The battle over what’s in Crowley’s water system is brewing once again. For the past two years, the city has added fluoride to the water, after the council approved the measure. Now, fluoridation is mandated by the state. But, some residents are not happy with the additional chemical in their water. They’ve started a petition in hopes of changing the law, at least in Crowley.
“The biggest concern is that, like anything, fluoride in the wrong dosage can cause problems,” said Crowley Mayor, Greg Jones.
Mayor Jones says he and other city councilmen have received numerous complaints from residents, who are concerned about the potential health risk fluoride may have. Councilman Elliot Dore says some residents simply don’t want the government to force them to have the additional fluoride in their water.
So, Tuesday night they city council voted to allow Mayor Jones to send a letter to LAWCO, the company that processes the fluoride into the water. The letter is a request by Crowley to temporarily stop the fluoridation, until further research can be done and residents can get answers to ease their concerns.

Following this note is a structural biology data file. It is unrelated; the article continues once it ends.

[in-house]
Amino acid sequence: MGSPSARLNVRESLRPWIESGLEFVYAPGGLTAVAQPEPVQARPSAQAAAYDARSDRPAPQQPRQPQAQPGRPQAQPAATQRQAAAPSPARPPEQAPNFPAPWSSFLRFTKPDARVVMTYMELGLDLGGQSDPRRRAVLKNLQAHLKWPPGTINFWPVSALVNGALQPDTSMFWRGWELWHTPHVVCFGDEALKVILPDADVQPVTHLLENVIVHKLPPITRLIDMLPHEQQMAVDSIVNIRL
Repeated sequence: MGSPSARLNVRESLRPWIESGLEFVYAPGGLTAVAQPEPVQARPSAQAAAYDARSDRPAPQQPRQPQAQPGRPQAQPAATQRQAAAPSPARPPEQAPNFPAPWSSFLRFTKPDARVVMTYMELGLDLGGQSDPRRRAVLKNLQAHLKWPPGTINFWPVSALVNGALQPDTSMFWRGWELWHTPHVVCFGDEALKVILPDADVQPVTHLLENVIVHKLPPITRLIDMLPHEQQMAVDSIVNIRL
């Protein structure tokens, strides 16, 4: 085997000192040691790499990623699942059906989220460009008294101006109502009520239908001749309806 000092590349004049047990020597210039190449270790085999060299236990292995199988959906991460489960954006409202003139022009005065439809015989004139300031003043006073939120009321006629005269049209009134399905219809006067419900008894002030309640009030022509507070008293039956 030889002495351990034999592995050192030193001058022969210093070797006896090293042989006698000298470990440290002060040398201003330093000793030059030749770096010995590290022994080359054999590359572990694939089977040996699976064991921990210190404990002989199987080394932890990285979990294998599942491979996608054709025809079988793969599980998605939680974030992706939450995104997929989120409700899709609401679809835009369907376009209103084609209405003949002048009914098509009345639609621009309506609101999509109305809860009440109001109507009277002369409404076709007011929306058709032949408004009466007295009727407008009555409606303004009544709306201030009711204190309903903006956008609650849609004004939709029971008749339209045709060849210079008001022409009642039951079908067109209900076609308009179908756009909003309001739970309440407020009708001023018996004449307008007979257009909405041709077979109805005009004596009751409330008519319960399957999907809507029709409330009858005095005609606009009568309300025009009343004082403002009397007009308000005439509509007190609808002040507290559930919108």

“The letter’s not going to stop the fluoridation, and we don’t even know if LAWCO can do it… It’s a state mandated process,” saud Councilman Dore.
Because fluoridation is Louisiana law, officials say residents may not be able to stop the process until next spring, if at all.
Dr. John Taylor, a Crowley dentist, hopes that in the meantime, residents can learn the benefits of fluoridation. Taylor also serves on the Governor’s Fluoridation Advisory Board, which encourages communities to add fluoride to their water system.
“I think there’s a campaign of misinformation. I think fluoridation is an emotional issue, some people don’t grasp the concept,” said Taylor.
Taylor says, over the past 60 years, studies have shown that cities with fluoridation are %40-%60 less likely to have tooth decay.
“Fluoride can benefit all groups, all age groups all economic groups, it’s a win, win.”